How Venture Capital fared in Italy in the first six months of the year - VeM First Half 2023 Report
After a record-breaking 2022, with investments in innovative Italian startups exceeding 2 billion and the expected contraction in the first quarter of 2023, the recovery in Q2 is comforting
After a record-breaking 2022, with investments in innovative Italian startups exceeding 2 billion euros despite the global scenario dominated by uncertainty, the venture capital market in Italy experienced a sharp and expected slowdown in the first half of 2023. Slowdown highlighted in the first half of 2023 by the research Report Venture Capital Monitor (VeM). The study, carried out by the VeM Observatory active at the Liuc Business School with the contribution of Intesa Sanpaolo Innovation Center and E. Morace & Co. Studio Legale, constantly monitors institutional early stage activities in the country.
The analysis of AIFI reveals negative indicators both in terms of the amount of domestic and international investments (from 976 million euros in 180 rounds to 496 million out of 138 rounds), and in the number of transactions: 150 between initial and follow-on against 192 in the first half of last year (-22%).
There was also a slight contraction also in the investments in startups founded abroad by Italians, from 196 to 178 million. The sum of the two components brings investments in Italian startups to 674 million euros (they were 1.2 billion in the first half of 2022).
Considering only startups based in Italy, venture capital and corporate venture capital have invested 272 million on 82 rounds, the syndicated ones - including venture capital, corporate VCs and business angels - 224 million in 53 operations, with the only BAs to contribute with 15 million in 17 rounds leading the Italian early stage supply chain to invest a total of 511 million out of 152 rounds compared to one billion euros in 198 rounds of the first half of last year.
From the global context to the absence of "mega deals": why investments in Italian startups have fallen
Given the succession and persistence of 3 major crises (Covid, Russian-Ukrainian conflict and rising commodity prices), the negative semester doesn’t affect the optimism of the operators, confident for the “retention” of investments at the levels of 2021 and for the recovery in the second quarter in which operations increased from 64 to 86 (+32%).
Above all, the exits (the exit from the capital of innovative companies or the listing on the Stock Exchange) and the “mega deals” led by investors and large international funds were the main ones that failed.
The slowdown in the first half of the year of the VC, anticipated by the markets in the second half of 2022, is in line with expectations as noted by Luca Pagetti, Head of Startup Growth Financing of Intesa Sanpaolo Innovation Center.
Pagetti points out that the recovery in Q2 and the rise of the VeM index are encouraging: “Intesa Sanpaolo Innovation Center continues to contribute to the growth of the Italian market by actively participating in the development of innovation ecosystems in the territories, accompanying the growth of the most deserving startups also through the investments of Neva SGR”.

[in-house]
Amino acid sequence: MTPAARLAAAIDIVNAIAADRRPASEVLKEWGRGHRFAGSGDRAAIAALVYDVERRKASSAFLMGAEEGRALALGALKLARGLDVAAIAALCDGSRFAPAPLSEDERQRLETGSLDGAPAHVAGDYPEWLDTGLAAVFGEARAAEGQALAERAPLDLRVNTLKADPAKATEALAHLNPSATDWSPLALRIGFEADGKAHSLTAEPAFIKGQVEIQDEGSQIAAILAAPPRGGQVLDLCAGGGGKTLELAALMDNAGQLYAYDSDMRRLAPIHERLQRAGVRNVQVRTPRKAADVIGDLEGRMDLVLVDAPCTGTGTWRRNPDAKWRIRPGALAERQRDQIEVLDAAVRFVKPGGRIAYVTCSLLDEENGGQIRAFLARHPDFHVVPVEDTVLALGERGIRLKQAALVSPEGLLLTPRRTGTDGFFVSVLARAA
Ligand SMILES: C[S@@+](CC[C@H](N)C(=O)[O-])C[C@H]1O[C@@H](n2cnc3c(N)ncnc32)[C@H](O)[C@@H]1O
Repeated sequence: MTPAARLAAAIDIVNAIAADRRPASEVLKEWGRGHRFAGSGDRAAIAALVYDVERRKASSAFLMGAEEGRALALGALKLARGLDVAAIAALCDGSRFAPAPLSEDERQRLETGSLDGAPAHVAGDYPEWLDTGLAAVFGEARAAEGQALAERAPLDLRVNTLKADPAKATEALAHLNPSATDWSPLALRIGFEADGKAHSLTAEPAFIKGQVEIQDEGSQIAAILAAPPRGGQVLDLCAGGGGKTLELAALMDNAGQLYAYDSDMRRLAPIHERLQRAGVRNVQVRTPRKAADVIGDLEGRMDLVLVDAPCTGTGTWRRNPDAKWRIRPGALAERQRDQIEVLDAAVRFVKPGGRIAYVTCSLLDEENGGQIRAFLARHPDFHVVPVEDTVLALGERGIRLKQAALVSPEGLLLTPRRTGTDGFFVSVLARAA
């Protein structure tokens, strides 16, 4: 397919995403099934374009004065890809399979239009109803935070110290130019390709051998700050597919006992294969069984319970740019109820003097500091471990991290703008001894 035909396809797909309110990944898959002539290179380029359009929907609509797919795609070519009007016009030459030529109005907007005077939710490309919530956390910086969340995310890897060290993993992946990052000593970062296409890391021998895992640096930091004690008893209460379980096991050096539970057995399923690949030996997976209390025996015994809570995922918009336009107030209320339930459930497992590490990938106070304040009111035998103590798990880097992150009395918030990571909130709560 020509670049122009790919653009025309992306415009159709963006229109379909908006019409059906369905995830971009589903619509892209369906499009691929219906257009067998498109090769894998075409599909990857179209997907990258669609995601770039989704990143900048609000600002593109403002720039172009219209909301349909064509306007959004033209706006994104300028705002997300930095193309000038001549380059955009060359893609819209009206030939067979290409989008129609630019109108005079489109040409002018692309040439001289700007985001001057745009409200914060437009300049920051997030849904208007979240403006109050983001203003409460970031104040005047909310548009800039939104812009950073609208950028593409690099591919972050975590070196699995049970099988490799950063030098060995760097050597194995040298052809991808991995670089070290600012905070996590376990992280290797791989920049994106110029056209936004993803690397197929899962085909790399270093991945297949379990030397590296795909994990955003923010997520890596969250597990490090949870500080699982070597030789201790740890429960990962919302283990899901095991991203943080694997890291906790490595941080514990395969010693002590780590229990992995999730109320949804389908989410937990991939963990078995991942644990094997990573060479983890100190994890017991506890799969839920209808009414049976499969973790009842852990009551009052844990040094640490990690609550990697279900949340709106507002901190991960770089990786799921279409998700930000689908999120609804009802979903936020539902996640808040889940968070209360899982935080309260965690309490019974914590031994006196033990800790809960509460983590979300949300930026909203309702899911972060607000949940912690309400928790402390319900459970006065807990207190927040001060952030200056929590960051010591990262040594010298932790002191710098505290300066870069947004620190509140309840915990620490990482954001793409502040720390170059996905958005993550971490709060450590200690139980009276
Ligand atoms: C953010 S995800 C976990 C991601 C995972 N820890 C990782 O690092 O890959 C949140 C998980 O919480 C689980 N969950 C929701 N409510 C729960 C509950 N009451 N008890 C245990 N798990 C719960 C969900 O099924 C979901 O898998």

The international context and emerging innovation ecosystems
The quarterly analysis of the Innovation Ecosystem Observatory referring to Q2 2023, result of the collaboration between Intesa Sanpaolo Innovation Center and Innovation & Processes, highlights a recovery in the global VC market.
In fact, in Q2, investments are in line with those of last year after consecutive quarters of constant contraction since January 2022. The recovery is not limited to the Italian market and includes VC investments in Asia, the UK and Germany: central ecosystems in the global innovation framework.
Startup Genome Report (GSER 2023) on global innovation ecosystems doesn’t record changes in the top positions of the ranking occupied by Silicon Valley, New York and London. The rise of emerging European ecosystems such as Copenhagen, Barcelona, Dublin and Brussels is significant. Milan and Rome are also in the top 100, while Turin is in the top 35 in terms of talent.
One of the fastest growing sectors globally, Healthcare and the industrial one in the vertical ones aerospace, manufacturing, biomaterials (part of bioeconomy) and energy, with numerous Open Innovation initiatives in Italy also promoted by the Intesa Sanpaolo Group focused on these issues and technology transfer.
Venture Capital investments in Italy: geographical distribution, sectors and role of Corporate VC
Returning to VeM, the total amount of investments in Technology Transfer (TT) in Italy between 2018 and the first half of 2023 exceeded 600 million euros out of 232 operations. The positive impact of the ITAtech platform funds was confirmed, with total funding of 312 million euro (including co-investors) in 143 investments.
In corporate venture capital activities, continues the considerable participation of Corporates in VC investments focused on new entrepreneurial realities or in the early stages of development (21% of total rounds closed in the semester).
Lombardy remains the Region with the most target companies (49% of the Italian market), followed by Piedmont (13%) and Lazio (8%). As regards the sectors, ICT continues to catalyze the interest of VC investors (38%), followed by the rise of ‘Energy and Environment’ and Healthcare, both with a 12% share.